The threat of a German invasion or raid was taken very seriously and throughout the war considerable forces were retained in the UK for Home Defence. In addition to coastal defences of various kinds, a number of what came to be called 'stop lines' in the next war, were dug covering the approaches to London. Much of this digging was done by men of the Volunteers in their spare time, and members of the United Arts Volunteer Rifles can be seen in IWM photograph Q23549 at work at Woldingham (near Caterham) Surrey, in 1916. The trench was part of 'London's outer defences', a project aimed at defending the capital with complete trench lines, very roughly between twenty and thirty miles north and south from the centre of the city. Work on it extended into the following year.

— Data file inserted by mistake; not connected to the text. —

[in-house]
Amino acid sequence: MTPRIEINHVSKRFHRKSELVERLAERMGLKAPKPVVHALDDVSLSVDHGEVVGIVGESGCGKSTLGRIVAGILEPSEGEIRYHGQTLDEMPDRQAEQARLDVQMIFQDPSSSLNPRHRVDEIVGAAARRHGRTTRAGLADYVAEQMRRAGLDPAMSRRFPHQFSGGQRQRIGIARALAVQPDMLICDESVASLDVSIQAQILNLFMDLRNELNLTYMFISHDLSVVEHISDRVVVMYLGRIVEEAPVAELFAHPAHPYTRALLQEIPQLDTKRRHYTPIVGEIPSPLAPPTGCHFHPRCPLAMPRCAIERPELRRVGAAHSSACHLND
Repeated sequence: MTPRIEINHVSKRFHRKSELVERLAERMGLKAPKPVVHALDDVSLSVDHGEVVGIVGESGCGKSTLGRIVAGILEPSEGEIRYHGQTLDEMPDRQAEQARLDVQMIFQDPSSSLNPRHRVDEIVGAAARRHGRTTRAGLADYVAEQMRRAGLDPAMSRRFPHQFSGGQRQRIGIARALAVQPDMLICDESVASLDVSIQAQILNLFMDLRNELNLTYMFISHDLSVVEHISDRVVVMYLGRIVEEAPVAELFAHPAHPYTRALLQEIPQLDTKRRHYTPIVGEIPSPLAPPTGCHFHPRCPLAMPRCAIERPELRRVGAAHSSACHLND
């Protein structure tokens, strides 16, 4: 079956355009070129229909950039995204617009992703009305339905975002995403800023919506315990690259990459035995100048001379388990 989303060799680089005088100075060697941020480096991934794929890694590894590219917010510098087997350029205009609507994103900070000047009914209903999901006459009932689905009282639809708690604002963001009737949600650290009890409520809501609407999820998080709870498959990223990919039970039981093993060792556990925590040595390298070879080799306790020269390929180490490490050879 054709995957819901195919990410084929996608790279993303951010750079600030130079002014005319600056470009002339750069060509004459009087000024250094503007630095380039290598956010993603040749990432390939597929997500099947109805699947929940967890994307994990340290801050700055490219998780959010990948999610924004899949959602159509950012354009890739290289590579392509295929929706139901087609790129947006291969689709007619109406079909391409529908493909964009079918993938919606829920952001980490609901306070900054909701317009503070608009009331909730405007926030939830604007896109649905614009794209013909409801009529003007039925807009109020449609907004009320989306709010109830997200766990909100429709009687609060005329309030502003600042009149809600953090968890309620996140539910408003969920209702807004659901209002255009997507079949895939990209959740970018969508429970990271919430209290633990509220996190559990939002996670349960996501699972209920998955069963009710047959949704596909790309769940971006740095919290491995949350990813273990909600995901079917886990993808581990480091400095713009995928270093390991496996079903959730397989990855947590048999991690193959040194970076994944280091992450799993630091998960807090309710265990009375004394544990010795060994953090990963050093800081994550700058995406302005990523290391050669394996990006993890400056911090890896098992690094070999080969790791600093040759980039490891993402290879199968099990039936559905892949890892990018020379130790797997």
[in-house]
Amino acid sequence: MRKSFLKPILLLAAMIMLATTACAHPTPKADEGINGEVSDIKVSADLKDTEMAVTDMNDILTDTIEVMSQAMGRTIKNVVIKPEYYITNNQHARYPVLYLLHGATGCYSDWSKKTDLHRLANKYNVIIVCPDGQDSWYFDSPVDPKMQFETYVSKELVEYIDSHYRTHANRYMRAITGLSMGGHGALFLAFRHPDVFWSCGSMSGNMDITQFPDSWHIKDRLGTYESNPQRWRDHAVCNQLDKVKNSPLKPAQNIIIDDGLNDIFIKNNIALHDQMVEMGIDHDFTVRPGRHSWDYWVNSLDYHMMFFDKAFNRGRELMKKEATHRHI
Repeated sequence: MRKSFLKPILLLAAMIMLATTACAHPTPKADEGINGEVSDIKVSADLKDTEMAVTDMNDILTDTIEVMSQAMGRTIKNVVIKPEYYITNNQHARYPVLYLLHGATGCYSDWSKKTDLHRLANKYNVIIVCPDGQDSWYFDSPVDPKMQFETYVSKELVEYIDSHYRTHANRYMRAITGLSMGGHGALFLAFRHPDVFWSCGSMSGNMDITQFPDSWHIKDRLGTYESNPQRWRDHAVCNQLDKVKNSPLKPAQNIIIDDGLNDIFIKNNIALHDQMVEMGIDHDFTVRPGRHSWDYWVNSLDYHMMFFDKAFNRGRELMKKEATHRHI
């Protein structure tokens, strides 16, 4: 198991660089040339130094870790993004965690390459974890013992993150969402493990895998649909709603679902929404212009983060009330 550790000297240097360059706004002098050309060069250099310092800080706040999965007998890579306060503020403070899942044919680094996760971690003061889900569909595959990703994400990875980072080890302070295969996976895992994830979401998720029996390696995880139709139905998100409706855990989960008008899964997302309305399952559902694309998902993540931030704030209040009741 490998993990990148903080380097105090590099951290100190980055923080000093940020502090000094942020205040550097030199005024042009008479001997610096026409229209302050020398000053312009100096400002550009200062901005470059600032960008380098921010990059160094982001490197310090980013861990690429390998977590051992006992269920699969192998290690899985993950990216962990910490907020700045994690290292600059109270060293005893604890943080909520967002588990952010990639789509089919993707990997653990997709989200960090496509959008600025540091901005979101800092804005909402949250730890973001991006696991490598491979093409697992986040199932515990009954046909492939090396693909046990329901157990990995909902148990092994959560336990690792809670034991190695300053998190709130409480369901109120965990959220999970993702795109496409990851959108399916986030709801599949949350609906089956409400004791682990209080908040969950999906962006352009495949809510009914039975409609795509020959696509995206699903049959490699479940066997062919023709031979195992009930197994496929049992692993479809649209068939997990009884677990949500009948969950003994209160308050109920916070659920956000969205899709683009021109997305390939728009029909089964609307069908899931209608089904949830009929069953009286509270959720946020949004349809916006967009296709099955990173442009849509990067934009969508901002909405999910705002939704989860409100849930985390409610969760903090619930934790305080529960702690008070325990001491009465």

The United Arts Volunteer Rifles was the Volunteer regiment that in 1917 absorbed the London Pharmacists Volunteers described by Ray Westlake in ST/36, p27. The caption to this photograph says, 'Fred Wright with the pick'